How Government Greed Almost Destroyed Bookmaking in Ireland

How Government Greed Almost Destroyed Bookmaking in Ireland
Bookies pictured at Leopardstown in 2001, the beginning of a boom for business after decades of levy woe (© PA Images)

In October 2019, Ireland’s Minister for Finance, Paschal Donohoe, announced during his 2020 Budget speech: “In recognition of the difficulties experienced by small independent bookmakers I am introducing a relief from betting duty and betting intermediary duty up to a limit of €50,000 per calendar year.”

A tax relief on betting was not exactly a surprise as earlier in the year the Finance Department’s tax strategy group had suggested a scheme to bring relief of €2million a year to small independent bookmakers struggling to compete against bigger chains such as Paddy Power, Ladbrokes and even the biggest independent operator, Boylesports.

The move means that land-based ‘shop bookmakers’ will not have to pay the current two per cent tax on the first €50,000 in wagers that they take. This will be a drop in the ocean for the major firms with multiple shops but a shot in the arm for one-shop operators.

But Ireland’s two per cent betting tax laws only came into place in 2019 when predictions at the time suggested the increase would raise €95m for the State’s coffers during the year. Beforehand the tax rate had been set at one per cent.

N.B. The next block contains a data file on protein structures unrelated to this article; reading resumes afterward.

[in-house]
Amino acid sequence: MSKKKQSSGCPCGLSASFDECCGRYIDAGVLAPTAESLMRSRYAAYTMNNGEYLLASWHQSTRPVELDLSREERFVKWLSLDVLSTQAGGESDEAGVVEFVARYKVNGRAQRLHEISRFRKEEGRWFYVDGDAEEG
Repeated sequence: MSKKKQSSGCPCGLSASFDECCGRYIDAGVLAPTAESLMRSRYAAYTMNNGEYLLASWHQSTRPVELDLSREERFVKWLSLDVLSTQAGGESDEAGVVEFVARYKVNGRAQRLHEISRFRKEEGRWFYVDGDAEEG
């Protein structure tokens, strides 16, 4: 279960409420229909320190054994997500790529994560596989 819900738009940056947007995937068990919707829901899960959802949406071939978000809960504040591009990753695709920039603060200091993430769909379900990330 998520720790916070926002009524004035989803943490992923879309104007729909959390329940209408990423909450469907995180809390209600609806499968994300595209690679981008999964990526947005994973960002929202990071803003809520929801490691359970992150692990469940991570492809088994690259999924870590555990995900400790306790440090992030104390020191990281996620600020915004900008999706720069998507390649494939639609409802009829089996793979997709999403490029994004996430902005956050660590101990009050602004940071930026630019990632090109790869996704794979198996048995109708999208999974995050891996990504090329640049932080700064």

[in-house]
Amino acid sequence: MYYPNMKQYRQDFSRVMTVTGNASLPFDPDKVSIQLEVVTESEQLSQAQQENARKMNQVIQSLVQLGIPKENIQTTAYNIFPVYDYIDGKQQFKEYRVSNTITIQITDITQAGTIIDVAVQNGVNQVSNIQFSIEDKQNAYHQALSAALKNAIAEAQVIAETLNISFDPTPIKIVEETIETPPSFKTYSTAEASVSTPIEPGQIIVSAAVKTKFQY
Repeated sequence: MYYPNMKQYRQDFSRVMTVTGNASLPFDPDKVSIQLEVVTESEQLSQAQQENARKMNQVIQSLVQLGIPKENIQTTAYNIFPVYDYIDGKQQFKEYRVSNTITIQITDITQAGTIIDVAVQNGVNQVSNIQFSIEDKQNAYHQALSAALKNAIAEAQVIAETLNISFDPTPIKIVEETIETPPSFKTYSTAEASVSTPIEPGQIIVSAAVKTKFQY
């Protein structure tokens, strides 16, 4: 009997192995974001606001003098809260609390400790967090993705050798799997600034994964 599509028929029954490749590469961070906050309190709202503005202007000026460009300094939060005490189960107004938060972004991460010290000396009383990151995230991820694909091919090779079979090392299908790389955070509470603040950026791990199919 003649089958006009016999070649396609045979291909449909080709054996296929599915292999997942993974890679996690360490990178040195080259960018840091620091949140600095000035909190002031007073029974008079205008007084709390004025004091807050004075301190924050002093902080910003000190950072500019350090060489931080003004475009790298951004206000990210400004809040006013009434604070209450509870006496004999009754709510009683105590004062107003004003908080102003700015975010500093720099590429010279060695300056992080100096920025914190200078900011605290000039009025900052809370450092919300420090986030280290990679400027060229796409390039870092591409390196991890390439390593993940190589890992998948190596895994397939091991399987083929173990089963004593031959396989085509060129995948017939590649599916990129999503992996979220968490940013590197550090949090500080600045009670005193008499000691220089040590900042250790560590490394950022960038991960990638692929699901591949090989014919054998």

At the time the doubling in duty was described as a “black day” by the Irish Bookmakers Association (IBA) who called it a “retrograde step” and declared the minister responsible had “just signed P45s for over 1,500 jobs in the independent bookmaking sector.”


SharonByrne Sharon Byrne, Irish Bookmakers Association Chairperson, with Irish bookmakers at the launch of their ‘Save Our Jobs’ campaign (© PA Images)

The core of the problem lay with tax on turnover being absorbed by bookmakers and not imposed on punters when placing their bet (a wager tax), or taken from returns on winning bets. Traditionally, punters paid the proverbial price for government duty in this way and that was the case until 2002.

Beforehand, shop betting tax had been five per cent and had halved in size twice, relatively quickly, as tax free off-shore betting and then tax free online betting posed a threat to Irish businesses. It was also conceded reduced taxes would increase turnover.

Ireland’s Betting Tax History

TimelineTax Percentage
Until 198620%
Until 199910%
Until 20025%
Until 20062%
Until 20191%
2020 Onwards2%

20 Per Cent Paid On

You have read that right, prior to 1986 the tax on bets placed in betting offices was an enormous 20 per cent. Furthermore, it was collected as a ‘paid-on’ wager tax meaning the placement of a IR£100 bet on an even-money shot would cost £120 and if it were to win the returns would be £200.

And amongst other facts you might not know: Betting shops in the Republic of Ireland have never featured Fixed Odds Betting Terminals (FOBTs) to give them turnover and profits that are not subject to over-the-counter taxation. Additionally, Irish betting shops pre-date their British counterparts by a remarkable 35 years.

Indeed, betting offices were licensed by the Irish Free State Government way back in 1926 when they initially raised revenue from the duty of five per cent on turnover. It took their British counterparts a further three decades to shake off their concerns about the possible negative social impact of high street betting and begin issuing licences for shops in 1961.

But while Ireland stole a march on the rest of the world (49 states of America by over 90 years) in offering legalised bookmaking, Irish punters have had a roller coaster century when it comes to the betting tax they have been asked to pay.



Austerity Bet